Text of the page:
To get an inside look at the 2013 NHL draft class past the two snipers in Halifax and superstar defenceman in Portland, Yahoo! Sports has teamed up with International Scouting Services to delve into the ins and outs of the draft eligible prospects.
This year’s draft class has been hyped up as the best crops in a long time. Some have even went to the extent of comparing it to the incredible 2003 draft that entailed a surplus of players who developed into NHL stars such as Eric Staal, Brent Seabrook, Ryan Getzlaf, Dion Phaneuf, Zach Parise, Ryan Suter, Mike Richards, Jeff Carter, Corey Perry, Shea Weber, and many more. It seems, however, despite the draft’s clear-cut edge in talent and depth over recent years, the 2003 comparison is a bit of a stretch.
“It’s a good draft, but the big difference between 2003 and this year’s draft is quality, something the 2003 draft had in aces,” says ISS director of scouting Dennis MacInnis. “Whereas this year’s draft, once past the first 15 you’re looking at mainly guys who can contribute on the third and fourth lines, not the first line. Five NHL teams have already traded their first-round pick! This is usually a good indicator on the overall strength of an NHL draft class. Drafts like this one will be ultimate test for NHL scouting staffs and can be the difference between have and have nots when building strong foundations for the future and adding assets.”
Every draft has dips in talent throughout the first round, second round, and so forth. This year, there appears to be two drop-offs within the first 45-50 prospects.
“If I was to break down the 2013 draft first round into tiers – Nathan MacKinnon, Seth Jones, Jonathan Drouin, Valery Nichushkin along with Sasha Barkov all have the potential to be stars for their respective future NHL teams. (Sault Ste. Marie Greyhounds defenceman) Darnell Nurse leads the second echelon of top-level players and the third tier starts at No. 16 (ISS ranks Swedish forward Andre Burakowsky there) and runs to the top 45 or 50 players that are all interchangeable."
Second, third chances
Late bloomers always garner some attention in every draft. New Jersey Devils centre Travis Zajac is one of the most notable players passed over his first year of draft eligibility. He was overlooked in 2003, but was later selected 20th overall by the Devils the following year. Former Barrie Colt Tanner Pearson, meanwhile, was picked 30th overall by the Los Angeles Kings last year at 19 years old.
Kamloops Blazers power forward JC Lipon, Kelowna Rockets winger Myles Bell, and Russian defenceman Andrey Mironov stand out as the top prospects passed over in previous drafts.
“Lipon has earned his ranking and I believe the best is yet to come from him. And Bell was a potential top-round pick two years ago, and has re-emerged as an elite player, only this time as a forward. Bell still has a lot of work to do and development on and off the ice, but he seems to be back on the right path. Another undrafted prospect who could turn out to be a steal is rugged shutdown defenceman Andrey Mironov (Ranked 72 by ISS). He’s an intense and physical defensive defender. Mironov is never a player opposing skaters are happy to match up against. He can play against top lines and likes to inflect pain. There is lots of interest in this kid and wouldn’t be surprised to see him drafted in second round this time around.”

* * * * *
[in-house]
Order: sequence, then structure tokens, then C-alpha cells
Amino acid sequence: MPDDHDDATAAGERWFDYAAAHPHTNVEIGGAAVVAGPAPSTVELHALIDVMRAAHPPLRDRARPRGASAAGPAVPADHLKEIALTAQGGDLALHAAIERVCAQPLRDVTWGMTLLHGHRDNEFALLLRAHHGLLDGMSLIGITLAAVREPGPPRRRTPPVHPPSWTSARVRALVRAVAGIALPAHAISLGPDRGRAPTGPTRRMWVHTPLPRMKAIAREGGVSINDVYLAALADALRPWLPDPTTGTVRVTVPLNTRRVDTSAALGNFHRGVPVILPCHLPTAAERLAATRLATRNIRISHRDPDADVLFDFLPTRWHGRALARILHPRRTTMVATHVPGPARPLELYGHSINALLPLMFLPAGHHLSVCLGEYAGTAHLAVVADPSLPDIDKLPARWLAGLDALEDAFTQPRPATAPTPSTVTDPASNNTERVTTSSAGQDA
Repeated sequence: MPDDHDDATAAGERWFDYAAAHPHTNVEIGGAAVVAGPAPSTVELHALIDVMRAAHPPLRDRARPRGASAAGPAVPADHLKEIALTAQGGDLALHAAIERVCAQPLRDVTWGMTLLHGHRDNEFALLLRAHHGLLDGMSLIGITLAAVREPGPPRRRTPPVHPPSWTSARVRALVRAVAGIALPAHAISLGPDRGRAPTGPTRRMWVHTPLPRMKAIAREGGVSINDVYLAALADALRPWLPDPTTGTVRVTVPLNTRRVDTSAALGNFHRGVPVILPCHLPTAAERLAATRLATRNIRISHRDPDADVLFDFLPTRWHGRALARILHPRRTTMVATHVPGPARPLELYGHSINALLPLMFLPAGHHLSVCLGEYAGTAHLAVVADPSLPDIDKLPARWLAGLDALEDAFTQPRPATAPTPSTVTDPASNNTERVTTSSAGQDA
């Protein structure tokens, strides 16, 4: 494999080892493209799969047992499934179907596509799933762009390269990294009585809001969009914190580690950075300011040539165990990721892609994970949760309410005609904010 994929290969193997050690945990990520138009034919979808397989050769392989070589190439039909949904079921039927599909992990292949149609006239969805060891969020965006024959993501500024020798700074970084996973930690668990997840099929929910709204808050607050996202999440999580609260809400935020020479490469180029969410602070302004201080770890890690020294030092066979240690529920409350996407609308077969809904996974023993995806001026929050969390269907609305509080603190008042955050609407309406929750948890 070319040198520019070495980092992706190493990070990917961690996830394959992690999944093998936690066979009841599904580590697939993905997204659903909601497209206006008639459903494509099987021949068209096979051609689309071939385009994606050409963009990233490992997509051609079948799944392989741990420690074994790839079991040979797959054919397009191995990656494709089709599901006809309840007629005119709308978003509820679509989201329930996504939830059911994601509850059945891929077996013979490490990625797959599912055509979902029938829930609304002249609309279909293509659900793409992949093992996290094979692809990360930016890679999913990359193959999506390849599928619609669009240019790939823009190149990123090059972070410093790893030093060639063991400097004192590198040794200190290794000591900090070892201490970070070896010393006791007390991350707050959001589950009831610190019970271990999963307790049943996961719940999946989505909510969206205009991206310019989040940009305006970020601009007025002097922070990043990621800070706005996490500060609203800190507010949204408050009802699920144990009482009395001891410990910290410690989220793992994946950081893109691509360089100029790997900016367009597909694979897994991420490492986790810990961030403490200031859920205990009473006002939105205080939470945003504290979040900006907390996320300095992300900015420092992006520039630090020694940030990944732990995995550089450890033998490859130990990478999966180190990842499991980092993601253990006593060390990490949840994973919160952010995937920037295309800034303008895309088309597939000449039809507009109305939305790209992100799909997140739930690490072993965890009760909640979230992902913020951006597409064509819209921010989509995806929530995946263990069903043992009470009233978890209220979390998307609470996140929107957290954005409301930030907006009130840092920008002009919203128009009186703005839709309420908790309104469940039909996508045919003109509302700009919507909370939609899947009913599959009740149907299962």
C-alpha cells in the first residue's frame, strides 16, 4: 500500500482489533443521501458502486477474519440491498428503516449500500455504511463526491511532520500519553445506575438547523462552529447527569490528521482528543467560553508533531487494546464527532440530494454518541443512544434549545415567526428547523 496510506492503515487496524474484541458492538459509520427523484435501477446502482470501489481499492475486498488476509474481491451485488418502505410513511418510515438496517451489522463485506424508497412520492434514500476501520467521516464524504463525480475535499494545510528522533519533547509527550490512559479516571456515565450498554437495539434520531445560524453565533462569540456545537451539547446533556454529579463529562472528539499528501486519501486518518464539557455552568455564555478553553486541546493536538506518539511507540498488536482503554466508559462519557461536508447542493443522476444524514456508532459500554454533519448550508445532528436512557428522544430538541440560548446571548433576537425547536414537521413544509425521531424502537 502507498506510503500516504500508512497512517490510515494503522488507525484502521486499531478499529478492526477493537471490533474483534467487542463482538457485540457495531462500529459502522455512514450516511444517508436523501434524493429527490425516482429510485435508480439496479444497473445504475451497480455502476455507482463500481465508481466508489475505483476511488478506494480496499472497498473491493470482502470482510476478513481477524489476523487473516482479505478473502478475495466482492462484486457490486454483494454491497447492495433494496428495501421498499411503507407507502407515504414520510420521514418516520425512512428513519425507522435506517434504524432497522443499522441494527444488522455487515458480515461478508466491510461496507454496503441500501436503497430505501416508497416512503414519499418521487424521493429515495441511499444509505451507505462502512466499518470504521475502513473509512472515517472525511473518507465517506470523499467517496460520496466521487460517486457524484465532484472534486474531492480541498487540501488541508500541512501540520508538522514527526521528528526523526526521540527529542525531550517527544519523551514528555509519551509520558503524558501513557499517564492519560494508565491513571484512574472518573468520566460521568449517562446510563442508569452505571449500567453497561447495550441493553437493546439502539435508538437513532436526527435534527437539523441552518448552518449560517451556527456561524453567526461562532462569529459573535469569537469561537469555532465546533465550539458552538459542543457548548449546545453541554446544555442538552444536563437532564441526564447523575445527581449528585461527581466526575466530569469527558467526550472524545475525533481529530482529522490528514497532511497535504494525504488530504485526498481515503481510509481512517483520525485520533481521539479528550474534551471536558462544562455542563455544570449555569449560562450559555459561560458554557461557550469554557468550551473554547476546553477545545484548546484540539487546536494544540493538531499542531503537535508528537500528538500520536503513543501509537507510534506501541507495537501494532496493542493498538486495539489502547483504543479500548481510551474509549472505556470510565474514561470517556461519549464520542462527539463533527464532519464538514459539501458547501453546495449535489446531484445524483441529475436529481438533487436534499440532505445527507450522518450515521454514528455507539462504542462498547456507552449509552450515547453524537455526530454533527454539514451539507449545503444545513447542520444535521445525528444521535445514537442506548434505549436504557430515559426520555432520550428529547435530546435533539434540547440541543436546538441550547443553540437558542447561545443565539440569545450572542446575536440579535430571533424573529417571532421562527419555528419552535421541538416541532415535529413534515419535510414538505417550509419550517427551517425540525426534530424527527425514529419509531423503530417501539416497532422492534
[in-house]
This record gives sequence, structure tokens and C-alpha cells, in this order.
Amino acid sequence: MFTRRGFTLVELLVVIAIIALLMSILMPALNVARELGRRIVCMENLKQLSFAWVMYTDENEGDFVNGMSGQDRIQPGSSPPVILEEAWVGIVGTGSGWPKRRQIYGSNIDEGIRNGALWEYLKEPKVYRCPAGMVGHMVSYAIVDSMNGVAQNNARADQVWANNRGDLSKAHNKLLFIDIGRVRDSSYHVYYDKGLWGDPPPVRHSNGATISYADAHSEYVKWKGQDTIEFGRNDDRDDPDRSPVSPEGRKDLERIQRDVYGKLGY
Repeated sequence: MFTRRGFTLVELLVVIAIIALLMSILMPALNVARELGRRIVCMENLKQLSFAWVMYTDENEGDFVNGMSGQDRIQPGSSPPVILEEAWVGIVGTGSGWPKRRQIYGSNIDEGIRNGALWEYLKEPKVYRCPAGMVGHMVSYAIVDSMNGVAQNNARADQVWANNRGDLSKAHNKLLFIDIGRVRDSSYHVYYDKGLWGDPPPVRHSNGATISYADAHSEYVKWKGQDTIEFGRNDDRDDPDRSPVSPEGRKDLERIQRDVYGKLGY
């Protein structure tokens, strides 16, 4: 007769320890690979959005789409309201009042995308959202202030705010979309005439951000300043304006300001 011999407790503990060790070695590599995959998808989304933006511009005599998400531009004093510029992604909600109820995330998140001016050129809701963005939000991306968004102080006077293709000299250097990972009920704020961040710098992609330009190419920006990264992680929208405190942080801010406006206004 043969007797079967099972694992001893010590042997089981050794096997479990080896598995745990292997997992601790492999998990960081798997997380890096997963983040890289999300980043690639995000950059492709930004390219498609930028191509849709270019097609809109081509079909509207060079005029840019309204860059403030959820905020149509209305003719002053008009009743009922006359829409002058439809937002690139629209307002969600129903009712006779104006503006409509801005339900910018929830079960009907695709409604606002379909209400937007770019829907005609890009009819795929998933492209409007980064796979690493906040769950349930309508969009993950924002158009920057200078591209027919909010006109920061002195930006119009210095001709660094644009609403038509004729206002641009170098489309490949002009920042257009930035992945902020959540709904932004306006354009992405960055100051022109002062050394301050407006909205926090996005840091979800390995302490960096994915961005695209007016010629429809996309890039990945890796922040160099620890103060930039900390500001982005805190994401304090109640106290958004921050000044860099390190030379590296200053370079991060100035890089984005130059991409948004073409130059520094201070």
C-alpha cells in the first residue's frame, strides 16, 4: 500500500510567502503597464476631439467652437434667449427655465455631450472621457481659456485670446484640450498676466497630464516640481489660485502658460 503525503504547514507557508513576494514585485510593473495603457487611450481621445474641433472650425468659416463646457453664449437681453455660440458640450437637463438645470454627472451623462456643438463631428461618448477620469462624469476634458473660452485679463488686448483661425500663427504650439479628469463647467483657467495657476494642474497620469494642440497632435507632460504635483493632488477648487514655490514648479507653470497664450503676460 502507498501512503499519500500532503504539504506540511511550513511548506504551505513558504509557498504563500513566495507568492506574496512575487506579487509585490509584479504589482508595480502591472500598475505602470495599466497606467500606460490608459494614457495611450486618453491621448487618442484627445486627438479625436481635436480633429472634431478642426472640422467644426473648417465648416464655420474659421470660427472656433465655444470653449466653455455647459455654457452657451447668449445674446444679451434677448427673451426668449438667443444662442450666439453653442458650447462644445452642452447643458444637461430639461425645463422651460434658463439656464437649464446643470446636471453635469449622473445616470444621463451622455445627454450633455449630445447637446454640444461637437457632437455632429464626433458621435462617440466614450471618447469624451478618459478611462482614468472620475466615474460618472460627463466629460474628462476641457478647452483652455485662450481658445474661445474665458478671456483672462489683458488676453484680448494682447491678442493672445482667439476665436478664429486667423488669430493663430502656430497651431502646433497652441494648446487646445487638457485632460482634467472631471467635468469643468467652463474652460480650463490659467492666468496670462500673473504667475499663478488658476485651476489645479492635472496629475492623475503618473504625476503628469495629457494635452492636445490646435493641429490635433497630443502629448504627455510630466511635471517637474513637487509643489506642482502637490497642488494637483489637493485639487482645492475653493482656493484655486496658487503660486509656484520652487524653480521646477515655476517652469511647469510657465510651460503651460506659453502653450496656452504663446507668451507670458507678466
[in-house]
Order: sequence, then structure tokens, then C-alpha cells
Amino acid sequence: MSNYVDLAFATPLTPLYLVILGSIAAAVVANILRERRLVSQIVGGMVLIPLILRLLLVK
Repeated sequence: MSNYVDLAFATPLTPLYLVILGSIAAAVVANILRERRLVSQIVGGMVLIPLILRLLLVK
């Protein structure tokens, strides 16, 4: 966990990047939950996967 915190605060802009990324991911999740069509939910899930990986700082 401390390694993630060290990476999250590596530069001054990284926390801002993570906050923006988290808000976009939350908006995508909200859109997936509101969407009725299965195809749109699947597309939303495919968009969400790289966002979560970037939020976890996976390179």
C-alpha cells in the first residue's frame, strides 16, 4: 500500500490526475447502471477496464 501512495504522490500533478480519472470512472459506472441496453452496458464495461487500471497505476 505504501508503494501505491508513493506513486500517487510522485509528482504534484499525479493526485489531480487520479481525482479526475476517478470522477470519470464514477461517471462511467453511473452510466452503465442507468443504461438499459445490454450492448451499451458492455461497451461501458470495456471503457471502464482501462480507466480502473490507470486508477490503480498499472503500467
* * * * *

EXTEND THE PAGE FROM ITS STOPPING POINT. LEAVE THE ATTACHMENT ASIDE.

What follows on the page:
ISS believes some prospects have ‘underrated’ and ‘overrated’ reputations in the hockey world. Here is a look at three apiece past the top-30 prospects.
Nick Moutrey, wing, Saginaw Spirit (OHL) – “Moutrey’s development trend has steadily risen throughout the past season. He continued to play more and more physical and inserting an edge to his game especially in the last half of the season. The light has finally gone on and could be a steal in the second or third round.”
Peter Cehlarik, wing, Lulea J20 (SuperElit) – “Cahlarik is a Slovakian developing in Sweden. He really impressed in his pro debut this year, netting six points in eight games in the Elitserien. He has a lot to offer and his skills could be cultivated to make him a very versatile threat at the highest levels. He will be a top pick in upcoming 2013 CHL Import draft."
Jacob De La Rose, forward, Leksand (Allsvenskan) – “The captain of the Swedish U18 team, De La Rose was also a member of the Swedish world junior championship team. He has a great work ethic, with good hands and a strong shot. He shows a complete game with upside in both ends. He can be put out in any situation during any time of the game; De La Rose is the kid we could be looking at from this draft and wondering why he didn’t get drafted higher.”
Anthony Mantha, wing, Val-d’Or Foreurs (QMJHL) – “Mantha has all the tools to develop into a very good player at the next level. However, his lack of compete level away from puck and inability to fight through checks when he is the focal point are major red flags. He’s a high-risk and high-reward type. He has been very inconsistent all year with every viewing.”
Oliver Bjorkstrand, wing, Portland Winterhawks (WHL) – “He doesn't contribute defensively and is pretty one dimensional with the puck. He can score and loves to shoot, but his size and strength are an issue. He gets most of his opportunities off the rush or from the perimeter.”
William Carrier, wing, Cape Breton Screaming Eagles (QMJHL) – “He has been inconsistent in his play when healthy and with injuries late in the year he was not able to finish strong. We feel that Carrier's game does not translate as well at next level. He plays a power-forward type game; however, his skating is just average and he doesn't engage enough. It's difficult to project him in an offensive role at the next level without improved skating.”
Kelly Friesen is a Buzzing the Net columnist for Yahoo! Sports. Follow him on Twitter @KellyFriesen.
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